In Humanities Day Keynote, Wu Hung Explores the Rehabilitation of Damaged Art
What would it mean to rehabilitate Buddhist artworks pillaged by art dealers from grottoes in China a century ago? And what can art history as a discipline learn from such efforts? Prof. Wu Hung explored these topics in his Humanities Day keynote address on Oct. 16 at the University of Chicago.
An annual tradition at the University, Humanities Day celebrates the research of UChicago humanities scholars through lectures, discussions and performances that are open to the University community and the public.
Music, Poetry by UChicago Faculty Will Welcome President Alivisatos on Oct. 29
As the ringing of the carillon bells subsides, a voice crackles over the walkie talkie: “That sounded great!”
Prof. Augusta Read Thomas is calling up to the belltower of Rockefeller Memorial Chapel, where University Carillonneur Joey Brink and his student assistants—fourth-years Emily Kim, Joseph Min and João Francisco Shida—are seated in a row on the carillonneur’s bench, striking large wooden keys with their fists.
They’re practicing a piece that Thomas has composed for the Oct. 29 inauguration of Paul Alivisatos as the 14th president of the University of Chicago. To be played on the University’s 72-bell carillon—a massive instrument suspended within several stories of the tower’s interior scaffolding—the new music is among the works by UChicago faculty that will help set a celebratory tone for the ceremony.
From the Forbidden City to UChicago, Art Historian Searches for 'a Human Perspective'
When Prof. Wu Hung lived in the Forbidden City as a young scholar in the 1970s, he felt the constant presence of history. The palatial compound was quiet and empty after visiting hours, and Wu could contemplate its ancient art and architecture.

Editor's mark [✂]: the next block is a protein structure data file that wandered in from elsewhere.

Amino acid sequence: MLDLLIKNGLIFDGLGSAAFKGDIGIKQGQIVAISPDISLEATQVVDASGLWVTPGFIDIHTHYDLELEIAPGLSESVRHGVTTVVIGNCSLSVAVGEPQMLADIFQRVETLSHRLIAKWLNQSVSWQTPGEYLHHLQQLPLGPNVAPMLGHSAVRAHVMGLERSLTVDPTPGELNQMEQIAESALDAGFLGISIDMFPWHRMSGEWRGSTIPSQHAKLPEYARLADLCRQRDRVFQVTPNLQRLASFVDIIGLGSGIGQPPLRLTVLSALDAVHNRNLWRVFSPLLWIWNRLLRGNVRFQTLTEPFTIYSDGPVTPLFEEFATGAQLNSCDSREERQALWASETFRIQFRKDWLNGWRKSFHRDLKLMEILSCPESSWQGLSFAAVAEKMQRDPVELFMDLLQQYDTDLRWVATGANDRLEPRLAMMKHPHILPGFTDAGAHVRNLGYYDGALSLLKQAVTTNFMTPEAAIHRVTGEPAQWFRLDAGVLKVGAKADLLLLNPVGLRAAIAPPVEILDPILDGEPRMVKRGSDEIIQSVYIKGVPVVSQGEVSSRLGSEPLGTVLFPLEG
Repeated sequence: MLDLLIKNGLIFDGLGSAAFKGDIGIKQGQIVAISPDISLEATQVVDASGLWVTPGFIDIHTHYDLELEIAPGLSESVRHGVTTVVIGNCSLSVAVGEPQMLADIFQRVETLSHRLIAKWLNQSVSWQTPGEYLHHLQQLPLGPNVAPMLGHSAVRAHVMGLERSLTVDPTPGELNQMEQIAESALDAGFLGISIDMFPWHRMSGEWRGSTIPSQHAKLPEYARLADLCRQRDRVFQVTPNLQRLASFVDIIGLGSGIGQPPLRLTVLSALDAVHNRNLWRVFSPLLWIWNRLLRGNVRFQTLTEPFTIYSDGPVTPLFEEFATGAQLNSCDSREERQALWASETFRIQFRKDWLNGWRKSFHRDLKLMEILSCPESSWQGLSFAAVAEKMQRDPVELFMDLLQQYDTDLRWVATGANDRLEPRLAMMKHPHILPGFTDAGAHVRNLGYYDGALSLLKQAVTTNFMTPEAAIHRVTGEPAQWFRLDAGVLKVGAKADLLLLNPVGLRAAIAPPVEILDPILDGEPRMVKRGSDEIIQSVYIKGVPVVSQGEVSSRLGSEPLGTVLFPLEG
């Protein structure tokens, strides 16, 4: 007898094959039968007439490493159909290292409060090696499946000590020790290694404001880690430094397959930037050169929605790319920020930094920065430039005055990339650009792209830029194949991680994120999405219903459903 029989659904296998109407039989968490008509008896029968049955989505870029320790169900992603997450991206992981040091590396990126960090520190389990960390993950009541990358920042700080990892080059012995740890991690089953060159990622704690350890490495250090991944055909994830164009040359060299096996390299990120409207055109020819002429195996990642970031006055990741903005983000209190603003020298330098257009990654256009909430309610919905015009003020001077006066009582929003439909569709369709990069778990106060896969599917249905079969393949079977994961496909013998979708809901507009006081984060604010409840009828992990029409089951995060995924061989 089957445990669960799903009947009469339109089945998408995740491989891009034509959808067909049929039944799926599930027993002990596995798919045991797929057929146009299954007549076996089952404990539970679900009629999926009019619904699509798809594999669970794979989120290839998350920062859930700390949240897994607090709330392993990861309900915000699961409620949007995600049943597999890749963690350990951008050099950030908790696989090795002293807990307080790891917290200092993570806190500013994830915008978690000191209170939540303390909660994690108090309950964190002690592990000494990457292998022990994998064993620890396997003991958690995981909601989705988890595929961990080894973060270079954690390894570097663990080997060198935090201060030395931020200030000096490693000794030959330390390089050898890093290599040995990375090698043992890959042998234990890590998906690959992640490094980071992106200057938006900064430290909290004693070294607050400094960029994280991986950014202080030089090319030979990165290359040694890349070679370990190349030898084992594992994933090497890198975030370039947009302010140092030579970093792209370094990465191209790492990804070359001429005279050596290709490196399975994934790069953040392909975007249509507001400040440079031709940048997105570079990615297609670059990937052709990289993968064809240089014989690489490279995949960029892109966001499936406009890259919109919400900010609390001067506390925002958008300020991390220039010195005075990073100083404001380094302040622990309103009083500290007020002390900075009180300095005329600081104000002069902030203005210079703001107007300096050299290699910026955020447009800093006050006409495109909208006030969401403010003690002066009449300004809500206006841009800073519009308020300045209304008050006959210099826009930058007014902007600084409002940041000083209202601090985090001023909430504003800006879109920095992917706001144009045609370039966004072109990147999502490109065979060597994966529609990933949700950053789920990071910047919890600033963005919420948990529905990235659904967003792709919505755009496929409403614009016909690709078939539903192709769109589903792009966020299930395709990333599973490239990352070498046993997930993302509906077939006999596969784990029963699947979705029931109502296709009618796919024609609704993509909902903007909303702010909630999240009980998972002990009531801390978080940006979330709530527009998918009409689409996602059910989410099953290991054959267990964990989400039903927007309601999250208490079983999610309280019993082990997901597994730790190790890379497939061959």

In the evenings, Wu often spent time in the largest open space within the palaces. Surrounded by the ancient architecture, he could see the vast sky and watch the seasons unfold.
“It was like living in the Metropolitan Museum of Art in New York City, only these palaces are even more immense and wonderful,” said Wu, a longtime University of Chicago faculty member. “Art was my next-door neighbor. The Forbidden City’s enormous art collections made me want to pursue a career in art history. I sensed a strong continuity in its art and architecture to our time.”
UChicago Film Scholar Jacqueline Stewart Awarded MacArthur Fellowship
Prof. Jacqueline Stewart, a leading film scholar known for her work on silent films and African American cinema, has been awarded a 2021 MacArthur Fellowship.
Given each year by the John D. and Catherine T. MacArthur Foundation, the prestigious grants recognize individuals from across disciplines who “show exceptional creativity in their work.” As a MacArthur Fellow, Stewart will receive a no-strings-attached grant of $625,000 over five years to support creative pursuits.